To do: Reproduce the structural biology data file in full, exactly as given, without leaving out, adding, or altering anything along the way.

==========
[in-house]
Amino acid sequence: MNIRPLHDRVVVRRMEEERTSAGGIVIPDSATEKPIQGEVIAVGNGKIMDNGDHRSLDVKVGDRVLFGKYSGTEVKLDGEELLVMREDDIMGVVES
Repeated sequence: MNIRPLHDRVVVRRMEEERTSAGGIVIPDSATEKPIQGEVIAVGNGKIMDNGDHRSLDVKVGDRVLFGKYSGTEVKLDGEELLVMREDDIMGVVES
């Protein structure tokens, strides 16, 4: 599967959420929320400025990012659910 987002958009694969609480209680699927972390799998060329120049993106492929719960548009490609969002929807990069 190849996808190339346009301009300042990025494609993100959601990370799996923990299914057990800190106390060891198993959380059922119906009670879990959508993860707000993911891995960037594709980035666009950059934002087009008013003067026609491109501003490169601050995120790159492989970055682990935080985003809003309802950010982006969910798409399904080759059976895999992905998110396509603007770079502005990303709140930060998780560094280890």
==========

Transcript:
[in-house]
Amino acid sequence: MNIRPLHDRVVVRRMEEERTSAGGIVIPDSATEKPIQGEVIAVGNGKIMDNGDHRSLDVKVGDRVLFGKYSGTEVKLDGEELLVMREDDIMGVVES
Repeated sequence: MNIRPLHDRVVVRRMEEERTSAGGIVIPDSATEKPIQGEVIAVGNGKIMDNGDHRSLDVKVGDRVLFGKYSGTEVKLDGEELLVMREDDIMGVVES
């Protein structure tokens, strides 16, 4: 599967959420929320400025990012659910 987002958009694969609480209680699927972390799998060329120049993106492929719960548009490609969002929807990069 190849996808190339346009301009300042990025494609993100959601990370799996923990299914057990800190106390060891198993959380059922119906009670879990959508993860707000993911891995960037594709980035666009950059934002087009008013003067026609491109501003490169601050995120790159492989970055682990935080985003809003309802950010982006969910798409399904080759059976895999992905998110396509603007770079502005990303709140930060998780560094280890």